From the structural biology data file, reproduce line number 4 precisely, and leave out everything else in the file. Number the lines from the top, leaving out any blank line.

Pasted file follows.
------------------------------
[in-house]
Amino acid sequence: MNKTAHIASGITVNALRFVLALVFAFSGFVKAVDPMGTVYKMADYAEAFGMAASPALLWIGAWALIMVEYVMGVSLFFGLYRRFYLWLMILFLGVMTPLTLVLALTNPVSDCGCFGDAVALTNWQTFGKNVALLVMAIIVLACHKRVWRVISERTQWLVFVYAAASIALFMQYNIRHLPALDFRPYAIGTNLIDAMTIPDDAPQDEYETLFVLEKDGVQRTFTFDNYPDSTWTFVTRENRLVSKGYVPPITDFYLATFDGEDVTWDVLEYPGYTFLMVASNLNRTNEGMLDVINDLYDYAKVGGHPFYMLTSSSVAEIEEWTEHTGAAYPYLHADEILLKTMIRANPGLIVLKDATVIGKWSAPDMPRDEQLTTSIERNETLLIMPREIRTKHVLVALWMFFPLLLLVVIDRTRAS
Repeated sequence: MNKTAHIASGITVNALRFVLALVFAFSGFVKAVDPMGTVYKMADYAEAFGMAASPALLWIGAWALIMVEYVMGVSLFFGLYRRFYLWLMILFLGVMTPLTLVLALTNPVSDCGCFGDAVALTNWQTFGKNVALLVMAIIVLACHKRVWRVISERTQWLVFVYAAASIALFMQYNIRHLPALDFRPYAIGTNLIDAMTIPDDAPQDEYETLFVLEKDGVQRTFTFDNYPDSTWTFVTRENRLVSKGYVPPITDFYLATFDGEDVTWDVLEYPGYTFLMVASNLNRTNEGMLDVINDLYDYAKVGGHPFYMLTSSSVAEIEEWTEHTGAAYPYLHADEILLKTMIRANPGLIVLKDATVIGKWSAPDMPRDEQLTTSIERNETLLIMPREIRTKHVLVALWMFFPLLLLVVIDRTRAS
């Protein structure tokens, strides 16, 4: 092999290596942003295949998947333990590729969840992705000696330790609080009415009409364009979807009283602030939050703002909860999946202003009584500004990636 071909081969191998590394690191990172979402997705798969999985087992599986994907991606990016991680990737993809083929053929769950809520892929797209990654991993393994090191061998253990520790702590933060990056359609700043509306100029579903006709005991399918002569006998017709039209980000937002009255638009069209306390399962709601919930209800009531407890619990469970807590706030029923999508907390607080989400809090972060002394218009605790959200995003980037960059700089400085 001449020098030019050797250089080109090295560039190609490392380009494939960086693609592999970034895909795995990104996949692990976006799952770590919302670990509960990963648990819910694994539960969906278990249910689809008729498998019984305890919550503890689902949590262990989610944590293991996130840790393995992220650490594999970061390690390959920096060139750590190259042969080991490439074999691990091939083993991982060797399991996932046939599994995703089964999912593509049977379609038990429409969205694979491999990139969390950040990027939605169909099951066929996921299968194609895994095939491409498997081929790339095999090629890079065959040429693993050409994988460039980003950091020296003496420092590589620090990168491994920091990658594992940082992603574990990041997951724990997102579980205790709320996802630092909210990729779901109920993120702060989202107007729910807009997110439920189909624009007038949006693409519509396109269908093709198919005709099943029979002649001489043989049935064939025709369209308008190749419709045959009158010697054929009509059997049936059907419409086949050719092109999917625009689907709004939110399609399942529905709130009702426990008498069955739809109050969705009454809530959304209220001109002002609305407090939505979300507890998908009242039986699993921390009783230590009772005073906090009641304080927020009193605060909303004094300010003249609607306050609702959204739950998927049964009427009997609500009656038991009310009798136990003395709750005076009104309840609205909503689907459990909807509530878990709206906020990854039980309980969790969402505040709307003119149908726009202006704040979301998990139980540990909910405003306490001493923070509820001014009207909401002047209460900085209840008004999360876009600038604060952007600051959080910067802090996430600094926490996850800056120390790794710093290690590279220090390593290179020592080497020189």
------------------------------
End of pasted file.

């Protein structure tokens, strides 16, 4: 092999290596942003295949998947333990590729969840992705000696330790609080009415009409364009979807009283602030939050703002909860999946202003009584500004990636 071909081969191998590394690191990172979402997705798969999985087992599986994907991606990016991680990737993809083929053929769950809520892929797209990654991993393994090191061998253990520790702590933060990056359609700043509306100029579903006709005991399918002569006998017709039209980000937002009255638009069209306390399962709601919930209800009531407890619990469970807590706030029923999508907390607080989400809090972060002394218009605790959200995003980037960059700089400085 001449020098030019050797250089080109090295560039190609490392380009494939960086693609592999970034895909795995990104996949692990976006799952770590919302670990509960990963648990819910694994539960969906278990249910689809008729498998019984305890919550503890689902949590262990989610944590293991996130840790393995992220650490594999970061390690390959920096060139750590190259042969080991490439074999691990091939083993991982060797399991996932046939599994995703089964999912593509049977379609038990429409969205694979491999990139969390950040990027939605169909099951066929996921299968194609895994095939491409498997081929790339095999090629890079065959040429693993050409994988460039980003950091020296003496420092590589620090990168491994920091990658594992940082992603574990990041997951724990997102579980205790709320996802630092909210990729779901109920993120702060989202107007729910807009997110439920189909624009007038949006693409519509396109269908093709198919005709099943029979002649001489043989049935064939025709369209308008190749419709045959009158010697054929009509059997049936059907419409086949050719092109999917625009689907709004939110399609399942529905709130009702426990008498069955739809109050969705009454809530959304209220001109002002609305407090939505979300507890998908009242039986699993921390009783230590009772005073906090009641304080927020009193605060909303004094300010003249609607306050609702959204739950998927049964009427009997609500009656038991009310009798136990003395709750005076009104309840609205909503689907459990909807509530878990709206906020990854039980309980969790969402505040709307003119149908726009202006704040979301998990139980540990909910405003306490001493923070509820001014009207909401002047209460900085209840008004999360876009600038604060952007600051959080910067802090996430600094926490996850800056120390790794710093290690590279220090390593290179020592080497020189």